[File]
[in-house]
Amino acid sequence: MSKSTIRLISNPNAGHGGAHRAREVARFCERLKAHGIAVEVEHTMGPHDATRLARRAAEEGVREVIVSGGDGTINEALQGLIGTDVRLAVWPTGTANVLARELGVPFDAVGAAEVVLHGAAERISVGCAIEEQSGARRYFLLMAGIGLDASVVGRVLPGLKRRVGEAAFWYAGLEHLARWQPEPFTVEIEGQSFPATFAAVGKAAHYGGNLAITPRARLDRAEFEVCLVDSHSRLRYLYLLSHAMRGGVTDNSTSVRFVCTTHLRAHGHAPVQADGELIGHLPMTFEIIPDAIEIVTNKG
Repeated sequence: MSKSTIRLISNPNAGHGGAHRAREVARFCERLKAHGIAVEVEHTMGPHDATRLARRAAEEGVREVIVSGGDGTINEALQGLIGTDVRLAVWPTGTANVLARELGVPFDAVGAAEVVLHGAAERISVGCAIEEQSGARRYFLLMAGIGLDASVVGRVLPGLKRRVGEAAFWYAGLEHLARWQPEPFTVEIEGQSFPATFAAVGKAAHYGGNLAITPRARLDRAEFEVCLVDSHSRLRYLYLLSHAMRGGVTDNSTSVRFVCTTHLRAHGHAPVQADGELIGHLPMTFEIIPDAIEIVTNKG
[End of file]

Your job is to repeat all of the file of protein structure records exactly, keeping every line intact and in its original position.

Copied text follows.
[in-house]
Amino acid sequence: MSKSTIRLISNPNAGHGGAHRAREVARFCERLKAHGIAVEVEHTMGPHDATRLARRAAEEGVREVIVSGGDGTINEALQGLIGTDVRLAVWPTGTANVLARELGVPFDAVGAAEVVLHGAAERISVGCAIEEQSGARRYFLLMAGIGLDASVVGRVLPGLKRRVGEAAFWYAGLEHLARWQPEPFTVEIEGQSFPATFAAVGKAAHYGGNLAITPRARLDRAEFEVCLVDSHSRLRYLYLLSHAMRGGVTDNSTSVRFVCTTHLRAHGHAPVQADGELIGHLPMTFEIIPDAIEIVTNKG
Repeated sequence: MSKSTIRLISNPNAGHGGAHRAREVARFCERLKAHGIAVEVEHTMGPHDATRLARRAAEEGVREVIVSGGDGTINEALQGLIGTDVRLAVWPTGTANVLARELGVPFDAVGAAEVVLHGAAERISVGCAIEEQSGARRYFLLMAGIGLDASVVGRVLPGLKRRVGEAAFWYAGLEHLARWQPEPFTVEIEGQSFPATFAAVGKAAHYGGNLAITPRARLDRAEFEVCLVDSHSRLRYLYLLSHAMRGGVTDNSTSVRFVCTTHLRAHGHAPVQADGELIGHLPMTFEIIPDAIEIVTNKG